One of the most interesting contributions to the recent International Fundraising Congress came from the consultant Dan Pallota, who described his plans to set up a "charity defence council", initially in the US and eventually in other countries.
This would, among other things, use advertising to dispel public ignorance about charities and explain why part of donations went on running costs and overheads.
The cynical response by some was that this was a blatant piece of self-interest from a man whose agency is called Advertising for Humanity. But, as Pallota pointed out, charitable giving has remained stagnant for many years, and flogging the usual half-dead horses does little more than keep it from sinking. If it is to grow again, some kind of collective action by the sector may be something that could re-inspire public confidence.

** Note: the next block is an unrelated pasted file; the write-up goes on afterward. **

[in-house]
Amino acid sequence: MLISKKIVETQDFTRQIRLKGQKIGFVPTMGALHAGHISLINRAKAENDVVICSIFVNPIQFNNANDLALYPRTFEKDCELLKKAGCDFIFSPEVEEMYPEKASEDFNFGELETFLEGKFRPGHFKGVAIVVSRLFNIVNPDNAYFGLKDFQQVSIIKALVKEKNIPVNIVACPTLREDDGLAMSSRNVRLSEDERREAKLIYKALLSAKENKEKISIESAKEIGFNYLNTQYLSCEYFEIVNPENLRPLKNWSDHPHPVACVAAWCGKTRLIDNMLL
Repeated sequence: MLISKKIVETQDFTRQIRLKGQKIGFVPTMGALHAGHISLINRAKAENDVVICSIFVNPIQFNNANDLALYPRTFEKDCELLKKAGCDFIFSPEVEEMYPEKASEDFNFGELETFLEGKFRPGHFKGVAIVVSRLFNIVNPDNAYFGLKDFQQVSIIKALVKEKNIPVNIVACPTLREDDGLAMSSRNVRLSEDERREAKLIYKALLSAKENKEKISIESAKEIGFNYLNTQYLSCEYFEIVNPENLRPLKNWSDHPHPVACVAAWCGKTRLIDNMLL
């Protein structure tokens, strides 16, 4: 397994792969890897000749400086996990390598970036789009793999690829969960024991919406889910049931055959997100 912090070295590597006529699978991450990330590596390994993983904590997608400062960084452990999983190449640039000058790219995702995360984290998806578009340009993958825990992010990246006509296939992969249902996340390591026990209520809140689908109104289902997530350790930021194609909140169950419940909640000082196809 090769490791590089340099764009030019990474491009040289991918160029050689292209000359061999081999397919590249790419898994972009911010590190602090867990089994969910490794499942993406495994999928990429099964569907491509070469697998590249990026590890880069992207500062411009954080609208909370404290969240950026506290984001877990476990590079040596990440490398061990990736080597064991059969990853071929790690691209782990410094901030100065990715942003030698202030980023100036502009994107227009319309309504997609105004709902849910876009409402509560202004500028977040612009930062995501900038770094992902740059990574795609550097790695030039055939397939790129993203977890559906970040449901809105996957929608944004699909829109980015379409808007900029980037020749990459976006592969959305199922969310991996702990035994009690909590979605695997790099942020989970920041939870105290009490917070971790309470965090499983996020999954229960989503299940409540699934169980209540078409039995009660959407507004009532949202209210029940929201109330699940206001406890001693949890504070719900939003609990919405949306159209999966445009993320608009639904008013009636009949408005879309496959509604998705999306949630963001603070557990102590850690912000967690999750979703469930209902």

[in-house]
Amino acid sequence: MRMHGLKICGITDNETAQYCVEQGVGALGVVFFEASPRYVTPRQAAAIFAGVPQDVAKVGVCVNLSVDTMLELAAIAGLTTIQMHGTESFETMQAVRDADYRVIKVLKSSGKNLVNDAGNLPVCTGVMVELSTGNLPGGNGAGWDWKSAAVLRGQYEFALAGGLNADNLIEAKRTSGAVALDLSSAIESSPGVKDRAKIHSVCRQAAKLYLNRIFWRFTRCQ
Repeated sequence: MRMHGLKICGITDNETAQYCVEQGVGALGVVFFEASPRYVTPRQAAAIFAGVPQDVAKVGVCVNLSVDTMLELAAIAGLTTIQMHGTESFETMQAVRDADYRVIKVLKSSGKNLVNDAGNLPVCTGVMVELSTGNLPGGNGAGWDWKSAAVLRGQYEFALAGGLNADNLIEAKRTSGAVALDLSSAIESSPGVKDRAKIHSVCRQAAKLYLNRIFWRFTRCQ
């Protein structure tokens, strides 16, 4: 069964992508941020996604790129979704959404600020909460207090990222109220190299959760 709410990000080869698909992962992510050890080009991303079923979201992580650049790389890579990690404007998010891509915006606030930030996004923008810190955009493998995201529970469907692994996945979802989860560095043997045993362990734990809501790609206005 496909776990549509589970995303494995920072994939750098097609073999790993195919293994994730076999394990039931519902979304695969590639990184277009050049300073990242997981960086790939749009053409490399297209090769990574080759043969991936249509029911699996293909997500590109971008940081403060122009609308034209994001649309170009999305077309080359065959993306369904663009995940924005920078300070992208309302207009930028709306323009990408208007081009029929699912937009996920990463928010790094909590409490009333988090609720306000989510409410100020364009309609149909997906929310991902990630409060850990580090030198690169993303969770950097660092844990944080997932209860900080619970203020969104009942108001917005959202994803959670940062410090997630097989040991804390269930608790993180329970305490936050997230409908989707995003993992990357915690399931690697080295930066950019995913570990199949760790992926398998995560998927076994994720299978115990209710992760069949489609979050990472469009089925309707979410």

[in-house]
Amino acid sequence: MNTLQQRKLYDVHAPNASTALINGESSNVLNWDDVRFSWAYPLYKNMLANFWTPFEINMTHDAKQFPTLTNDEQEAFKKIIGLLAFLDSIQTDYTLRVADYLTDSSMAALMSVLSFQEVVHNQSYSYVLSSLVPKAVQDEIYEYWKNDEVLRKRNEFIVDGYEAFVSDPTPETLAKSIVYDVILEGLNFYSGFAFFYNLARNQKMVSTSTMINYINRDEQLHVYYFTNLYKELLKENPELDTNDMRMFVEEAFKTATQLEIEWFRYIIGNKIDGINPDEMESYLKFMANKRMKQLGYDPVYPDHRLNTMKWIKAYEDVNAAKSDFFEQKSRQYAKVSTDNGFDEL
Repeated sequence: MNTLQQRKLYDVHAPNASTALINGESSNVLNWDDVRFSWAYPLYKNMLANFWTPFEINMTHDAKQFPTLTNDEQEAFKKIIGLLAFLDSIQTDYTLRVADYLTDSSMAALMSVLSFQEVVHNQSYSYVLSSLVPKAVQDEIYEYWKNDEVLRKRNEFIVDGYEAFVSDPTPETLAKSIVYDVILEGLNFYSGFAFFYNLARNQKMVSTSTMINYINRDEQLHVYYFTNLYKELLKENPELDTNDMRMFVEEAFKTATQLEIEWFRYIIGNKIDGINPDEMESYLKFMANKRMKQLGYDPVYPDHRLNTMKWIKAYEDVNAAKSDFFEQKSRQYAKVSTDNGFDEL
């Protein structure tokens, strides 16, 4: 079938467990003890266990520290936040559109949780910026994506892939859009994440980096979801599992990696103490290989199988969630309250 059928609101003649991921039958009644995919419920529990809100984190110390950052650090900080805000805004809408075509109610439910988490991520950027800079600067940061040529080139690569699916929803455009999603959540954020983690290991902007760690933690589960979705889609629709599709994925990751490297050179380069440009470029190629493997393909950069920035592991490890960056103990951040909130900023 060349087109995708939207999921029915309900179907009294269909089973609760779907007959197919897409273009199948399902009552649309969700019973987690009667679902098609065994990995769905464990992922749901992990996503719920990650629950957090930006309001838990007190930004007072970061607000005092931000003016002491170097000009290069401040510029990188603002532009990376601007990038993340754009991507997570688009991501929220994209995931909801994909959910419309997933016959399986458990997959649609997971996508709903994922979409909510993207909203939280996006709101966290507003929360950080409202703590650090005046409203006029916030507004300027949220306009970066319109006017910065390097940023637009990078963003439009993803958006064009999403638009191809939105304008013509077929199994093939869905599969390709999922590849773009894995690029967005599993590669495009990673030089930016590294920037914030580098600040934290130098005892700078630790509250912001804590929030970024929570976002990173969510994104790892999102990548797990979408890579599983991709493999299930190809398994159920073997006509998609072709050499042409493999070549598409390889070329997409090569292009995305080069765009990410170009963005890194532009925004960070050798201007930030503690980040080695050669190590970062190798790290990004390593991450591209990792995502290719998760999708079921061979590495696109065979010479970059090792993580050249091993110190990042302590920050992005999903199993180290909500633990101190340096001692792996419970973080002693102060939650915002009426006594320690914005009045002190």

Pallota's theme can be linked with some of the remarks by Baroness Shirley Williams at the National Council for Voluntary Organisations' annual Hinton Lecture last week. She was positive about the potential for charities to help find new and better ways to provide public services, but she was less than complimentary about charities competing with, and even lobbying against, each other. There was too much of it, she said, and it didn't do the reputation of the sector much good.
A good example of this, perhaps, is the competition over clothing collections, analysed recently by reporter Sophie Hudson in this magazine. Recent criticisms by the British Heart Foundation of collections carried out for charities without shops highlighted the intense culture of competition in this area. The danger is that the public declares a plague on all their houses and turns against this method of giving.
Competition between charities is inevitable and is becoming more intense as household incomes fall and economic prospects remain bleak. But a way needs to be found to balance this with collective sector action, Pallota-style, to defend, enhance and explain the general charity cause.